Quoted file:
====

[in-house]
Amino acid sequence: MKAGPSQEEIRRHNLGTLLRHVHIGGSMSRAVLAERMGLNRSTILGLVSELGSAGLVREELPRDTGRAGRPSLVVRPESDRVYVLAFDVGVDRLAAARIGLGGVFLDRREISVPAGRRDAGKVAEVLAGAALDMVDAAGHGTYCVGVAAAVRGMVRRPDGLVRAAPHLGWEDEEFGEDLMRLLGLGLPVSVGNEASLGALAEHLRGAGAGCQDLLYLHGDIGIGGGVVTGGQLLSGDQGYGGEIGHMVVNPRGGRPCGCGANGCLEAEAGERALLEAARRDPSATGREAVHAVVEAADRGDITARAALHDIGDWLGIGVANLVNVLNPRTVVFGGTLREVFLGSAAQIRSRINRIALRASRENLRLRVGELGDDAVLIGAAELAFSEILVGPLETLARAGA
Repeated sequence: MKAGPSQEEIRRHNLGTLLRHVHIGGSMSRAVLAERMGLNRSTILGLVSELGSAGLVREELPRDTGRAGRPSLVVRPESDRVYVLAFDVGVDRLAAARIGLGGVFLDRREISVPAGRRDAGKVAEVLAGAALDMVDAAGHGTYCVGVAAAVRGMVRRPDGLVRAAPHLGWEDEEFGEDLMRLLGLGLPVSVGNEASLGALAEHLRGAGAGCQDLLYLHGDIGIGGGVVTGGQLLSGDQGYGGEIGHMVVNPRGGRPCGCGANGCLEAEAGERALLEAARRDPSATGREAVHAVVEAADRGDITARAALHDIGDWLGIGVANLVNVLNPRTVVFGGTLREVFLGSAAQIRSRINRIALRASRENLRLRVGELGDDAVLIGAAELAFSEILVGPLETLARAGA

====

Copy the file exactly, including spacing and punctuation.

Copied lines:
[in-house]
Amino acid sequence: MKAGPSQEEIRRHNLGTLLRHVHIGGSMSRAVLAERMGLNRSTILGLVSELGSAGLVREELPRDTGRAGRPSLVVRPESDRVYVLAFDVGVDRLAAARIGLGGVFLDRREISVPAGRRDAGKVAEVLAGAALDMVDAAGHGTYCVGVAAAVRGMVRRPDGLVRAAPHLGWEDEEFGEDLMRLLGLGLPVSVGNEASLGALAEHLRGAGAGCQDLLYLHGDIGIGGGVVTGGQLLSGDQGYGGEIGHMVVNPRGGRPCGCGANGCLEAEAGERALLEAARRDPSATGREAVHAVVEAADRGDITARAALHDIGDWLGIGVANLVNVLNPRTVVFGGTLREVFLGSAAQIRSRINRIALRASRENLRLRVGELGDDAVLIGAAELAFSEILVGPLETLARAGA
Repeated sequence: MKAGPSQEEIRRHNLGTLLRHVHIGGSMSRAVLAERMGLNRSTILGLVSELGSAGLVREELPRDTGRAGRPSLVVRPESDRVYVLAFDVGVDRLAAARIGLGGVFLDRREISVPAGRRDAGKVAEVLAGAALDMVDAAGHGTYCVGVAAAVRGMVRRPDGLVRAAPHLGWEDEEFGEDLMRLLGLGLPVSVGNEASLGALAEHLRGAGAGCQDLLYLHGDIGIGGGVVTGGQLLSGDQGYGGEIGHMVVNPRGGRPCGCGANGCLEAEAGERALLEAARRDPSATGREAVHAVVEAADRGDITARAALHDIGDWLGIGVANLVNVLNPRTVVFGGTLREVFLGSAAQIRSRINRIALRASRENLRLRVGELGDDAVLIGAAELAFSEILVGPLETLARAGA